This meant an early harvest was inevitable, usually a sign of quality in Bordeaux, although it was complicated by September rains. The rainfall was not particularly high, rarely heading over 100mm. It was a little higher on the left bank than the right bank, but the Médoc has well-draining gravel soils, and had an advance on ripening because the early budding was less impacted by frost. In all it lasted for around 10 days, which complicated the picture for harvest. It meant that, unlike in 1961 when the frost was followed by a relatively easy and hot growing season, in 2017 winemakers in most parts of Bordeaux had to stay on their toes.

All of this makes 2017 a vintage that is full of contradictions and in many cases the wines will be brilliant to drink. Dr Axel Marchal at the region’s Institute of Wine and Vine Science summed it up by saying that it would be “an illusion” to think that a one-size-fits-all approach can be used when weighing up the vintage.

Hand-picking at Château Figeac

One thing is clear, by the time the 2017 wines make it into bottle and onto shelf, in a year to 18 months from now, there will be some brilliant bottles to buy. There should be some good value, too. Based on evidence from the first month of en primeur releases, prices seem to be on average between 10% and 20% lower than the last few years.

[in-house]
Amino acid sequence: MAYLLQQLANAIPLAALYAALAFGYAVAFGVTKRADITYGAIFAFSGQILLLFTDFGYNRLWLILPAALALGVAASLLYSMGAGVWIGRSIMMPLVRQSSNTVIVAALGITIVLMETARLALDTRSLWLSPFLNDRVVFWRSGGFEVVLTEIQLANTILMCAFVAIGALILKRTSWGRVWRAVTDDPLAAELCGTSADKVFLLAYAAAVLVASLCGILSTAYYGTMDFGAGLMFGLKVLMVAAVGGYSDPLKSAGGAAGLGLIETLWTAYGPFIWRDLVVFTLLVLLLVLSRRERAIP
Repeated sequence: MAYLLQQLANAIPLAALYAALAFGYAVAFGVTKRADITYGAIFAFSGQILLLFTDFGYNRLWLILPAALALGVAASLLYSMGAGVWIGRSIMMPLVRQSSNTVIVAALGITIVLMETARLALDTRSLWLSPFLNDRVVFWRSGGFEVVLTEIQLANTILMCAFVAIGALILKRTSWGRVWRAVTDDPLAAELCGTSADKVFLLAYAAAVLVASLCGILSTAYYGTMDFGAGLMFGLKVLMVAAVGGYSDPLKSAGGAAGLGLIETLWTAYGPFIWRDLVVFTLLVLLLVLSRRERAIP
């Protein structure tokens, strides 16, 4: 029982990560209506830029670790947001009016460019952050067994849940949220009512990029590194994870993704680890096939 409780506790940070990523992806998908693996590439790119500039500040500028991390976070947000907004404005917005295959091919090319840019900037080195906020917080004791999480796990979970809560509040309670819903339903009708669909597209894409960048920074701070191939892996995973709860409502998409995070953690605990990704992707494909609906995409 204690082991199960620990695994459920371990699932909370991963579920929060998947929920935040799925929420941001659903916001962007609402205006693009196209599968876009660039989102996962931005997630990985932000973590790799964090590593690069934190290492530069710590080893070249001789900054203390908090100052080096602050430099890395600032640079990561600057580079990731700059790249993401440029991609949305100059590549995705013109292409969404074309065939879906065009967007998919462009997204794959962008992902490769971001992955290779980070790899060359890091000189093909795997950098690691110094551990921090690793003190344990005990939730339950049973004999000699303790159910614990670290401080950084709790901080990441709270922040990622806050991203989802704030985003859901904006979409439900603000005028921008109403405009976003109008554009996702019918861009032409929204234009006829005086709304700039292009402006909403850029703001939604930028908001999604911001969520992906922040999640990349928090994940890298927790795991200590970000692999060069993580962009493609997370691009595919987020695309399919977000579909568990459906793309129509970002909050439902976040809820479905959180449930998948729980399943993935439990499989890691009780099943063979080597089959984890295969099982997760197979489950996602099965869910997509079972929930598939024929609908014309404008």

2017 is a superb white wine year, for example, in a region that is most usually celebrated for its reds. I found some outstanding whites from AOC Pessac Léognan and AOC Bordeaux Blanc that have intensity, focus and beautiful citrus aromatics. I hope consumers get to discover what Bordeaux whites can deliver when they are at the top of their game.

It’s also an excellent red wine year for some estates – not just for the ones who escaped the frost, but for those who were able to select the best of what was left. This was definitely a year in which it paid to be ruthless, discarding any secondary fruit that budded after the frost had passed. It would almost invariably never make it to full ripeness (due to being a good two or three weeks behind the rest of the fruit, and then having the September rains to deal with). The cool nights over the summer meant lilting freshness and juiciness in the best wines, along with concentration and thick skins that encouraged lovely deep colours, but the flip side is unripe fruit and rustic tannins in others.